2. It honors your independence.
It’s important to remember that this is purely symbolic, as plenty of women who have adopted their husband’s surnames also consider themselves independent. Nevertheless, many people may wish to defy adopting their husbands’ last names as a gesture to showcase their independence.
3. It offers less paperwork.
Marriage is legal in many jurisdictions, and adopting your husband’s surname requires you to update many government files. While newly-wedded women also need to update their civil status, undergoing this task involves less paperwork compared to the one where you must update your new surname into the database.
What are the cons of keeping your maiden name?
While there are pros to keeping your maiden name after marriage, there are also some setbacks if you choose this option. Here are some instances to consider:
1. It may be challenging to do certain business transactions.
Couples with the same surname have fewer obstacles than those who do not share the same surname. For instance, if you’re conducting business on behalf of your spouse but have chosen to keep your surname, you may need to prove your relation with them to avoid fraudulent activities. For some, this can be time-consuming and stressful.
2. You may not feel connected with your husband.
Adopting your husband’s surname symbolizes that you are a unit. Couples who share names, homes, and the like feel closer to their partner since they are ready to start this new chapter. However, the feeling of not being “one” with their husbands is possible for women who keep their maiden name.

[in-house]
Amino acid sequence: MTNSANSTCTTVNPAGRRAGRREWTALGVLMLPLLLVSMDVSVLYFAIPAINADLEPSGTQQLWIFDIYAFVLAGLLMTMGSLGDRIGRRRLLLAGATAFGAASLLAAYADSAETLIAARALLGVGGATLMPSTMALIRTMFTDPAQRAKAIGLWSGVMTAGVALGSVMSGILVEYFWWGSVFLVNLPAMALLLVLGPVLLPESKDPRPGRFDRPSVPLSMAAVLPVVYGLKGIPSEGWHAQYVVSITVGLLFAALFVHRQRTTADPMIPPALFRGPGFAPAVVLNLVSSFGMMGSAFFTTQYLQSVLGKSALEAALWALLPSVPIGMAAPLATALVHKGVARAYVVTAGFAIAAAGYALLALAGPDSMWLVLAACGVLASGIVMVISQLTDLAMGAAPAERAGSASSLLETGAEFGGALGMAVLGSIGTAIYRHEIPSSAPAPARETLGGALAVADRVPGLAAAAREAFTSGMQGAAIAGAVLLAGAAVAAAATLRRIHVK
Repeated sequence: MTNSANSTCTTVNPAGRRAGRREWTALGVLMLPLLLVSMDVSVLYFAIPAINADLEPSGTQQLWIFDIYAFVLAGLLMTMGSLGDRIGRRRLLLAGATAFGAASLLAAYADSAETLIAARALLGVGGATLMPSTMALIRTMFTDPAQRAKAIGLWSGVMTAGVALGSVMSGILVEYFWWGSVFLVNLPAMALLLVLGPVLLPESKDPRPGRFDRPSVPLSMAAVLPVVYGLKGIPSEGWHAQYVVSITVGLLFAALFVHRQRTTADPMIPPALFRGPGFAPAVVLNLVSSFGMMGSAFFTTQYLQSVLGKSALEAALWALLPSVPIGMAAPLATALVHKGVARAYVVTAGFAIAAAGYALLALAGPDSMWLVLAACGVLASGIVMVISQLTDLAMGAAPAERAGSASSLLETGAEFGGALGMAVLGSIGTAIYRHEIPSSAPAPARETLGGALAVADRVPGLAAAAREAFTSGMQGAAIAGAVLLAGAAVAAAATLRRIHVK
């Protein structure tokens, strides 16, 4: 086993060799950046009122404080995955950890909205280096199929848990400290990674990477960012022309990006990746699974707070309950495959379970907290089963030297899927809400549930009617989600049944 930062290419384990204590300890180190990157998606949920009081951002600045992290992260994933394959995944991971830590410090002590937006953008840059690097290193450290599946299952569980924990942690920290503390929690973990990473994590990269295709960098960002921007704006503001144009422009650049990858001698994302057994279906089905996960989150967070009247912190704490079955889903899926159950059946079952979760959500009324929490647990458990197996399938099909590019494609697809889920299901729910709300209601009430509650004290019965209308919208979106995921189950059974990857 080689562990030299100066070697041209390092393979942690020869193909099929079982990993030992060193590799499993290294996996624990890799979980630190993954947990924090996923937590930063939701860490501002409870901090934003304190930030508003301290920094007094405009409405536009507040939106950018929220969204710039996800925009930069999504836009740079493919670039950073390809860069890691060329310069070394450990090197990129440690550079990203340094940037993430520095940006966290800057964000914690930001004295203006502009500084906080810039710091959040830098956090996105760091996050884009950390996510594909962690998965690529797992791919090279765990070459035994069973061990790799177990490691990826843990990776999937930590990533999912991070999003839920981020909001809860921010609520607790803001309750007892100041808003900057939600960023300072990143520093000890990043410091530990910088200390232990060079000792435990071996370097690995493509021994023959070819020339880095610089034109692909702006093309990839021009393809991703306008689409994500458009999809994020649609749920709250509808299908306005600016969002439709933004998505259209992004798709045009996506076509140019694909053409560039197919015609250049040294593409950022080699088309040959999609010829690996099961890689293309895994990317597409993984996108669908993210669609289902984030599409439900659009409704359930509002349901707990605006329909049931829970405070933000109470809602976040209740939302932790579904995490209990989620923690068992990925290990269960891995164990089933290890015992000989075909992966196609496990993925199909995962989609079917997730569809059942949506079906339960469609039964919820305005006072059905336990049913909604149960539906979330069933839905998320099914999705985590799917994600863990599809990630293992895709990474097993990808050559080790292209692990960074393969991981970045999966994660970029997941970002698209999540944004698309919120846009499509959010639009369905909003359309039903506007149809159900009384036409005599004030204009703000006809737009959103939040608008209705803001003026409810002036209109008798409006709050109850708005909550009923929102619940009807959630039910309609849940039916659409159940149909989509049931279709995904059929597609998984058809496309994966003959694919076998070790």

3. You may not be able to share your children’s surnames.
Having children with your spouse results in them taking your husband’s surname. Women who keep their maiden names after marriage may have different surnames from their children, making it somewhat different from the norm.
In a nutshell, there is nothing wrong with keeping or changing your surname after marriage. Considering we live in a modern era where women are free to make decisions for themselves, many have the power to choose to keep or change their surnames according to their perceptions and values.
Nevertheless, there is a middle ground. One is hyphenating your name and combining them with your husband’s. Many women who don’t want to get rid of their maiden name but don’t want to adopt their husband’s surname may find this solution the best choice.
Another option that is on the rise is husbands taking their wives’ surnames instead. While not common, it’s valid and can be a tremendous symbolic gesture.
The Bottomline: Changing your name after marriage is a deeply personal choice. Fortunately, countless options are available to make this change seamless and practical.
However, before jumping into such change, it helps to weigh the pros and cons first. It also helps to discuss things with your partner to make informed decisions. Good luck!